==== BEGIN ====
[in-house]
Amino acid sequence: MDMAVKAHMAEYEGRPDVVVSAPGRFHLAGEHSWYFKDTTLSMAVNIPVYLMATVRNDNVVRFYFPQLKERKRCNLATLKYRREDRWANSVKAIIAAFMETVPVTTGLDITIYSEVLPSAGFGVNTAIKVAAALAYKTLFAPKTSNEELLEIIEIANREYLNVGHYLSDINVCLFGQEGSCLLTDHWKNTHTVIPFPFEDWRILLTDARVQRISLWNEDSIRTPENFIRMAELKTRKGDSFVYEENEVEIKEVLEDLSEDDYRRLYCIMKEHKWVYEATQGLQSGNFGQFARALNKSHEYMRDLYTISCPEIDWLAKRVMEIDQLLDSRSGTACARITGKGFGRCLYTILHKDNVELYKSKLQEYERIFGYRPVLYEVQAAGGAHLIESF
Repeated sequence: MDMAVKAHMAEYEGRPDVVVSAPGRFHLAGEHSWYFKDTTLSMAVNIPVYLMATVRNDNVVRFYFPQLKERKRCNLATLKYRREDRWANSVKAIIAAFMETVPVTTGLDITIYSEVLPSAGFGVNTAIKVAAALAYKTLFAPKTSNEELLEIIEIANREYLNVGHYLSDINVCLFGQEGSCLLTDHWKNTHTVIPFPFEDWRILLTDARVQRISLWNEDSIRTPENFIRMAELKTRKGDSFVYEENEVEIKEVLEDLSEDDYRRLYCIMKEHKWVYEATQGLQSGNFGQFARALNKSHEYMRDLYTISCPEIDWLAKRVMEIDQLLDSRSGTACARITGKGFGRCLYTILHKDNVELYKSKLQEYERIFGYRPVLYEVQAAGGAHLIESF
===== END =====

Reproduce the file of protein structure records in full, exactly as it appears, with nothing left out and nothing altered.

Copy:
[in-house]
Amino acid sequence: MDMAVKAHMAEYEGRPDVVVSAPGRFHLAGEHSWYFKDTTLSMAVNIPVYLMATVRNDNVVRFYFPQLKERKRCNLATLKYRREDRWANSVKAIIAAFMETVPVTTGLDITIYSEVLPSAGFGVNTAIKVAAALAYKTLFAPKTSNEELLEIIEIANREYLNVGHYLSDINVCLFGQEGSCLLTDHWKNTHTVIPFPFEDWRILLTDARVQRISLWNEDSIRTPENFIRMAELKTRKGDSFVYEENEVEIKEVLEDLSEDDYRRLYCIMKEHKWVYEATQGLQSGNFGQFARALNKSHEYMRDLYTISCPEIDWLAKRVMEIDQLLDSRSGTACARITGKGFGRCLYTILHKDNVELYKSKLQEYERIFGYRPVLYEVQAAGGAHLIESF
Repeated sequence: MDMAVKAHMAEYEGRPDVVVSAPGRFHLAGEHSWYFKDTTLSMAVNIPVYLMATVRNDNVVRFYFPQLKERKRCNLATLKYRREDRWANSVKAIIAAFMETVPVTTGLDITIYSEVLPSAGFGVNTAIKVAAALAYKTLFAPKTSNEELLEIIEIANREYLNVGHYLSDINVCLFGQEGSCLLTDHWKNTHTVIPFPFEDWRILLTDARVQRISLWNEDSIRTPENFIRMAELKTRKGDSFVYEENEVEIKEVLEDLSEDDYRRLYCIMKEHKWVYEATQGLQSGNFGQFARALNKSHEYMRDLYTISCPEIDWLAKRVMEIDQLLDSRSGTACARITGKGFGRCLYTILHKDNVELYKSKLQEYERIFGYRPVLYEVQAAGGAHLIESF